Maintaining lifestyles in retirement
A heavyweight champion turned entrepreneur, George Foreman, made the following astute statement about retirement: “The question isn't at what age I want to retire, it's at what income.” While retirement is an inevitability, doing so comfortably is not. And even though every person’s retirement is different, when it comes to maintaining a lifestyle, there are a few guidelines that make sense for most people.
After more than 30 years in the financial advisor industry, I have observed that there are usually three stages of retirement, each requiring different levels of funding. The first few years can be relatively expensive, with increased travel and possible moving/transition expenses. The second stage is usually more economical —travelling has become less appealing (“been there, done that”), and there are fewer transitions to fund. The final stage involves higher costs, with more spending on health care and/or long-term care.
Cash flow generated by Social Security — a major source of income for most retired individuals who have met the eligibility requirements — is one way to pay for these stages of retirement. Deciding when to start receiving benefits depends on many factors, including age, health, family history and access to supplementary funds. Generally speaking, the longer one can wait to receive benefits, the better. But remember, up to 85 percent of Social Security income may be taxed on the federal level, depending on other sources of income.
Pensions are another source of retirement cash flow. Prior to retiring, employees should speak with their HR department to ensure that they fully understand the options for pension payouts because timetables for payouts vary between plans. And since monthly pension payments are taxable income subject to federal and Virginia state tax, retirees are well advised to specify how much tax should be withheld from a pension payout so that they can avoid a big tax bill at year end.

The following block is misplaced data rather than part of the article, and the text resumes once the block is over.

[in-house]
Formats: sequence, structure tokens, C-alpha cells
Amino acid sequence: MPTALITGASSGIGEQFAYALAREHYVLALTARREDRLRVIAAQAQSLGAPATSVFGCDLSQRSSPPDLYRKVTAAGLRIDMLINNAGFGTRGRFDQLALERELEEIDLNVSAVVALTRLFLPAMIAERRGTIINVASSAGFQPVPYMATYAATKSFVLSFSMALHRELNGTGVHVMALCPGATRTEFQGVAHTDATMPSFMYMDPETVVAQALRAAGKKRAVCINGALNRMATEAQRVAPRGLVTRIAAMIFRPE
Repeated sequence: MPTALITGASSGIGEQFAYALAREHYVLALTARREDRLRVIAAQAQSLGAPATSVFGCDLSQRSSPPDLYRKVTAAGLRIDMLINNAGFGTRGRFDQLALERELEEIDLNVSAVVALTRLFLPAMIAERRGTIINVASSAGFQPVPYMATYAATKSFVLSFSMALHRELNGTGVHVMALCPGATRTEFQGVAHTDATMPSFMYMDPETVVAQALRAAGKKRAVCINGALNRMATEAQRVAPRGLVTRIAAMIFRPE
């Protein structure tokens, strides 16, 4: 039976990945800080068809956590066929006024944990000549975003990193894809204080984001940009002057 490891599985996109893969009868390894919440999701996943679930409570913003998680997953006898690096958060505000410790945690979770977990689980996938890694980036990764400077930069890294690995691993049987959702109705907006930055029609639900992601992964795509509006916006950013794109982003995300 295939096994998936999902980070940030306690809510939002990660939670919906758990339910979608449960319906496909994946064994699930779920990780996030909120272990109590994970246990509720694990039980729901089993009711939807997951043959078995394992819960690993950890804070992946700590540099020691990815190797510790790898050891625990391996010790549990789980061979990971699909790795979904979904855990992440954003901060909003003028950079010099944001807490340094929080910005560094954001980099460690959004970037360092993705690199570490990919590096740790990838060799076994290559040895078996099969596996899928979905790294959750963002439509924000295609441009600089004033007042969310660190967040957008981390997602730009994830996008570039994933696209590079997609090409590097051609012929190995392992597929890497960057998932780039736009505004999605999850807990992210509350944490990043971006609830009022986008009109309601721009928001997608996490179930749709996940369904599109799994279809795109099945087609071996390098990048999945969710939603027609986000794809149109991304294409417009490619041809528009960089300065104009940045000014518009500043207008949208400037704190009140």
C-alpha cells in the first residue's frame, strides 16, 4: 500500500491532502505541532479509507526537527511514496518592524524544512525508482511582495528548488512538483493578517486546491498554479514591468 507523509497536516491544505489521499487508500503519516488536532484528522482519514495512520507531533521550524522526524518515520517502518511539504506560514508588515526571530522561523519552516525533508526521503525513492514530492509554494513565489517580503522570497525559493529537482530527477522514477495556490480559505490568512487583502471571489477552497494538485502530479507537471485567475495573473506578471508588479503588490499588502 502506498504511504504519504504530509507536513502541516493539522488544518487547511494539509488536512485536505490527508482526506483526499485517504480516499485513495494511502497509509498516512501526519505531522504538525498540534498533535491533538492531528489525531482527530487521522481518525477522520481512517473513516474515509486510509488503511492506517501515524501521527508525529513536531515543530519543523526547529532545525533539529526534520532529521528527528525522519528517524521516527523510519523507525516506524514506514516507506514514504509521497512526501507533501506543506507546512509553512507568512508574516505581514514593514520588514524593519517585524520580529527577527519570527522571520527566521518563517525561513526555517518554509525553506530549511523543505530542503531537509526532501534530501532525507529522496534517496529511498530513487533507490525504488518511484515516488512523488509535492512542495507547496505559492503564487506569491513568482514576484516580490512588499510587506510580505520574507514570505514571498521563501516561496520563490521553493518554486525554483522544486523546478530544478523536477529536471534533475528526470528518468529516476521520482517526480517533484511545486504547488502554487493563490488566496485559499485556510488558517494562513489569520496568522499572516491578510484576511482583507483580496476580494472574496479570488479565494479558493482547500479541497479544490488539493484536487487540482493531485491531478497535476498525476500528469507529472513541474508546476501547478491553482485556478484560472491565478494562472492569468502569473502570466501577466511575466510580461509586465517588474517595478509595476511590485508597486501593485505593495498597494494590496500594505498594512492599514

Additionally, employees should be sure they truly understand the nature of their pension. Government pension recipients can be subject to a formula that reduces the amount of Social Security benefits they receive. Pension recipients in the private sector are not subject to such a reduction.
Tax-deferred accounts, such as employer-sponsored retirement plans — 401(k)s and 403(b)s — and individual retirement accounts (IRAs), are popular and smart ways to save for retirement. Contributions are made with pretax money, grow without a tax drag, and taxes are deferred until a distribution is taken. Withdrawals are treated as regular income. Retirees should wait until they are 59½ or older before withdrawing from this type of account since taking money out of an IRA before that age is considered an “early distribution” and the withdrawal is subject to a 10 percent penalty tax.
Prior to the age of 70½, retirees should pull retirement income from taxable accounts. By tapping money from savings and investment accounts, retirees will not be paying much in taxes since many of those funds are considered return of capital. Once retirees reach 70½, they must begin taking RMDs (Required Minimum Distributions) from their tax-deferred accounts.
Another excellent savings tool, a Roth IRA (funded by after-tax income), is the last savings tool that retirees should tap. Since RMDs do not apply to Roth IRAs, retirees should defer withdrawing from this type of account as long as possible to let their investment continue to grow — using other sources of income to fund their lifestyle. If the account is at least five years old and the investor is 59½ or older, withdrawals from Roth IRAs are tax-free.
Since Roth IRAs have these special tax benefits, investors would be wise to consider a Roth conversion (converting another tax-deferred account into a Roth IRA). In this scenario, there will be taxes due — for converting pretax money into Roth money — but a Roth conversion can still be advisable. It’s best to pay the taxes owed for the conversion out of pocket rather than sacrifice IRA money.
Putting these savings strategies into practice will not only help retirees maintain their lifestyle but will also enable them to relax and enjoy their retirement years.
Michael Joyce, founder and president of JoycePayne Partners of Richmond, Va., and Bethlehem, Pa., is responsible for overall investment strategy, management of investment portfolios and financial counseling services. He can be reached at [email protected]